E.       Higher rates of progress across EYFS, KS1 and KS2 for high attaining pupils eligible for PP and more children achieving Greater Depth. Pupils eligible for PP identified as high ability make as much progress as ‘other’ pupils in Reading, Writing and Maths. Children in the EYFS also make better than expected progress across all primes areas of learning.

Measured in each year group by teacher assessments, regular Pupil Progress Meetings and successful moderation practices established across the EIP.

More children acheieving Greater Depth in Reading, Writing and Maths across KS1 and KS2.

 

3.   Planned expenditure
Academic year 2018/19
The three headings below enable schools to demonstrate how they are using the pupil premium to improve classroom pedagogy, provide targeted support and support whole school strategies.
    i.    Quality of teaching for all
Desired outcome Chosen action / approach What is the evidence and rationale for this choice? How will you ensure it is implemented well? Staff lead When will you review implementation?
Improve self-esteem, resilience and confidence levels to achieve higher rates of progress

 

To help create a positive mind set in children that will foster habits and attitudes in them that will enable children to become betters learners.

 

CPD will be led by Head Teacher and other members of SLT

 

All year groups to teach specific sessions linked to Building Learning Power weekly. Each cycle will have a specific focus.

Cycle 1- Resilience

Cycle 2- Resourcefulness

Cycle 3- Reflectiveness

Cycle 4- Reciprocity

     OfSted March 2017 stated that the next steps for our school should be ‘in line with the school’s stated aims, improve collaborative learning, particularly at key stage 2, so pupils develop their team working skills and resilience.’

 

To ensure that children are able to face difficulty and uncertainty calmly, confidently and creatively.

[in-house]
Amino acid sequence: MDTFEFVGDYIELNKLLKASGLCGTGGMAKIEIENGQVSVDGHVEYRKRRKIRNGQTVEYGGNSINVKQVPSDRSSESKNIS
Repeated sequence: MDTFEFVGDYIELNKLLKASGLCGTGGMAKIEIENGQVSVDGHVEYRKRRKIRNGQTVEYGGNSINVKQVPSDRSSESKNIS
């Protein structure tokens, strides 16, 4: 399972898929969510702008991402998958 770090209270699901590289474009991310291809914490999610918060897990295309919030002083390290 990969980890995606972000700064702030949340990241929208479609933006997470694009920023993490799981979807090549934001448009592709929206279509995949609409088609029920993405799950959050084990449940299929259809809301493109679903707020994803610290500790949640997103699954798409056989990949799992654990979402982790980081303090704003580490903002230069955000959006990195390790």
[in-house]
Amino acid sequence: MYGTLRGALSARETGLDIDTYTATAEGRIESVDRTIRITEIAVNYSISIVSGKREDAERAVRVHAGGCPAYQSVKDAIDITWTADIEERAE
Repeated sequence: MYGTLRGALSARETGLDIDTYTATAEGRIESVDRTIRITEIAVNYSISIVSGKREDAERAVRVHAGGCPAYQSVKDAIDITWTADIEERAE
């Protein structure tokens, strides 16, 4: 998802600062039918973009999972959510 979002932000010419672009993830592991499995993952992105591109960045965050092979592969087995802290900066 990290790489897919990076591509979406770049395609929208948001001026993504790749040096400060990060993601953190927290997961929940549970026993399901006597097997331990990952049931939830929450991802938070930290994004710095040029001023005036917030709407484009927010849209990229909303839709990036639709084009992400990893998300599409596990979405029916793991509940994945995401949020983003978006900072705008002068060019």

Children who are more confident of their own abilities are able to learn faster and learn better.

 

Strategy is to support children to help themselves become better learners.

INSET day September 2017 focused on introducing all members of staff to Building Learning Power (BLP). Time given for staff to plan specific BLP lessons.

 

CPD through regular staff meeting/ phase meeting time focused on BLP

 

Regular reviews with all staff and children. Support staff in creating effective BLP classrooms for all children.

 

BLP display in the hall.

 

Posters displayed in all classrooms and referenced regularly.

Head

 

SLT

On-going
Pupils to have access to a wide range of social/ cultural/ sporting experiences, visits and activities.

 

Pupils will partake in cultural visits. Eg: the zoo, local museums, different places of worship etc.

 

Pupils will benefit from working with others and being introduced to a variety of experiences.

 

Pupils’ horizons will be broadened and they are more likely to be engaged in their learning.

 

Pupils will have more real-life experiences that they might have otherwise have missed.

Reviewing programme of trips and attendance.

 

Deputy Headteacher (Progress and Performance) Yearly
Improve the levels of children achieving the expected standard or above in writing. To ensure that the teaching of writing is more explicit.